Plaster of Paris is not a medium that I’ve worked with before, so I was curious to see how this Valentine’s Day project would turn out. I envisioned hearts made of plaster to which various embellishments could be added for decoration. The hearts would be used for ornaments and wall decor. The key materials in this project are […]
Plaster of Paris is not a medium that I’ve worked with before, so I was curious to see how this Valentine’s Day project would turn out. I envisioned hearts made of plaster to which various embellishments could be added for decoration. The hearts would be used for ornaments and wall decor.
The key materials in this project are Plaster of Paris, a silicone heart mold, and embellishments. I experimented with several types of decoration, including paper, buttons, metal charms, ribbon, and even permanent marker (all of the mentioned materials worked well except the permanent marker – this is why you won’t find permanent marker on the materials list).
Materials to Make Plaster of Paris Hearts
Plaster of Paris
Silicone heart mold
White all-purpose glue (not a glue stick)
Ribbon to hang the ornaments
Various decorations of your choice, such as buttons, ribbon, metal charms, rubber stamps, or paper images
Directions to Make Plaster of Paris Hearts
Look at the images included here to get inspiration for how you want your hearts to look. I experimented with a few different styles and designs to help stimulate ideas.
Gather your decorations ahead of time and have them ready to add to your hearts. Buttons, metal charms, and stamped images can be added directly into the plaster – if you are using these materials, have them set aside where you can access them easily. Plaster of Paris solidifies quickly.
Mix the Plaster of Paris according to directions. I mixed about 2 cups of the plaster at a time, but you might need more or less depending on the size of your heart-shaped molds.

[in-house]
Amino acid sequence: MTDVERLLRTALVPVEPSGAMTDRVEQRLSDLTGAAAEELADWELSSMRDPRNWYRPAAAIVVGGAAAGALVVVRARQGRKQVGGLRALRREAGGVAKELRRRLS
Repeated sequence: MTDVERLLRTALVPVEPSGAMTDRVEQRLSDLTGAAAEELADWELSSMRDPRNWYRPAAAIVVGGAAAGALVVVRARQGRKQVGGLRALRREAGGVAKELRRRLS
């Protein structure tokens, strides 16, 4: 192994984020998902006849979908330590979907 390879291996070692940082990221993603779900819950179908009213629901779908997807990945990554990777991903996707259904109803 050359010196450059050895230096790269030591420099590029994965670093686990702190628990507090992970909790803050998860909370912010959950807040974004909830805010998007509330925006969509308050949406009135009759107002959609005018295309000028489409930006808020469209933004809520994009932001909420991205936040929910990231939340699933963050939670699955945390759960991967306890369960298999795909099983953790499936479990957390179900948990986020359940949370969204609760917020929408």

Spoon the wet plaster into the heart-shaped molds. I filled my molds about 1/2 – 3/4 full.
Tap the sides of the molds to release air pockets from the plaster.
Gently place charms or buttons onto the hearts. When the plaster starts to solidify, you can gently nudge the buttons into the plaster a little bit deeper for better hold. This is also the time to use your rubber stamps to decorate the surface, or a toothpick to make polka dots around the edges of your hearts.
Allow the hearts to harden before removing them from the silicone. I waited about 2 hours to remove them from the mold.
Make sure the hearts have fully hardened and cured before going on to the next step.
If you want to add any paper images to your hearts, you can attach them with white glue.
If you want to add any metal charms, ribbon, or other non-paper items to the heart, you can attach them with E600 glue.
Allow decorations to dry.
Flip the hearts over. Use E600 glue to apply a paper clip to the back of the heart – this is a makeshift hanger for your hearts. You can certainly buy other hangers, but paper clips are accessible and inexpensive. I glued my paper clips to the top of the hearts where they dip – I left a little room for a ribbon or string to go through, and then I applied a healthy layer of E600 to make sure the paper clip would be well secured.
Allow the glue to dry completely.
Put a string or ribbon through the paper clip hangers, and they are ready to hang!
As I mentioned above, I experimented with permanent marker by making an outline of dots around some of my hearts. I have a few hearts where this actually worked. I was optimistic about this, but on a second batch of hearts the ink bled into the plaster. So I wouldn’t recommend using permanent markers even if they look nice in the photos.